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Keep track of people you meet. Keep in touch with them and deepen your emotional connection. Establish a mutual beneficial relationship with other business people and potential clients/ customers. Meet with the group members individually so you get to know them better and try to build quality connections. Consider other group members as resources. focus on the group; listen and think about how you can help them. Focus on giving. Build trust within the group.
When Henrik Balmer became the production manager and a board member of a newly bought-out cosmetics firm, improving his network was the last thing on his mind. The main problem he faced was time: Where would he find the hours to guide his team through a major upgrade of the production process and then think about strategic issues like expanding the business? The only way he could carve out time and still get home to his family at a decent hour was to lock himself—literally—in his office. Meanwhile, there were day-to-day issues to resolve, like a recurring conflict with his sales director over custom orders that compromised production efficiency.
Networking, which Henrik defined as the unpleasant task of trading favors with strangers, was a luxury he could not afford. But when a new acquisition was presented at a board meeting without his input, he abruptly realized he was out of the loop—not just inside the company, but outside, too—at a moment when his future in the company was at stake.
Henrik’s case is not unusual. Over the past two years, we have been following a cohort of 30 managers making their way through what we call the leadership transition, an inflection point in their careers that challenges them to rethink both themselves and their roles. In the process, we’ve found that networking—creating a fabric of personal contacts who will provide support, feedback, insight, resources, and information—is simultaneously one of the most self-evident and one of the most dreaded developmental challenges that aspiring leaders must address.
Their discomfort is understandable. Typically, managers rise through the ranks by dint of a strong command of the technical elements of their jobs and a nose-to-the-grindstone focus on accomplishing their teams’ objectives. When challenged to move beyond their functional specialties and address strategic issues facing the overall business, many managers do not immediately grasp that this will involve relational—not analytical—tasks. Nor do they easily understand that exchanges and interactions with a diverse array of current and potential stakeholders are not distractions from their “real work” but are actually at the heart of their new leadership roles.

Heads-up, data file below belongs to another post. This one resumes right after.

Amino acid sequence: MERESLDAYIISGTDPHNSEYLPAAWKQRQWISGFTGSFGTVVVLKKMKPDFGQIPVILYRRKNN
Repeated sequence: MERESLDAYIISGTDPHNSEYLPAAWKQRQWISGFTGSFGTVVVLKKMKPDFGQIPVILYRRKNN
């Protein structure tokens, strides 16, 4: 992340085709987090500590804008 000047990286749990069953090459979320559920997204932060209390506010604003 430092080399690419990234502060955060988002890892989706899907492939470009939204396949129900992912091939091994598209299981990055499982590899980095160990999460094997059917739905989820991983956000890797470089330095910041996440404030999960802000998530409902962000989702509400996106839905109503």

Like Henrik (whose identity we’ve disguised, along with all the other managers we describe here), a majority of the managers we work with say that they find networking insincere or manipulative—at best, an elegant way of using people. Not surprisingly, for every manager who instinctively constructs and maintains a useful network, we see several who struggle to overcome this innate resistance. Yet the alternative to networking is to fail—either in reaching for a leadership position or in succeeding at it.
Watching our emerging leaders approach this daunting task, we discovered that three distinct but interdependent forms of networking—operational, personal, and strategic—played a vital role in their transitions. The first helped them manage current internal responsibilities, the second boosted their personal development, and the third opened their eyes to new business directions and the stakeholders they would need to enlist. While our managers differed in how well they pursued operational and personal networking, we discovered that almost all of them underutilized strategic networking. In this article, we describe key features of each networking form (summarized in the exhibit “The Three Forms of Networking”) and, using our managers’ experiences, explain how a three-pronged networking strategy can become part and parcel of a new leader’s development plan.
Do not expect to receive benefits right away. Do volunteering work for network groups to stay visible and give back. As a responsible Human Resource you must show up regularly and on time, show others how you deal with business meetings and associates. Give quality referrals and leads. If someone gives you a referral, follow up on it in a timely manner. Follow through quickly and efficiently on referrals you are given. Take a referral seriously.
Don’t spam on social networks. Use the platforms designed for Human Resource to build relationships and expand your network.
Limit self-promotion. Don’t sell. Build relationships. Be as helpful as you can. Share relevant information with others as people love to learn new things. Participate in discussions. Let others know you’re real. Be approachable. Treat your online connections just as valuable as your offline connections.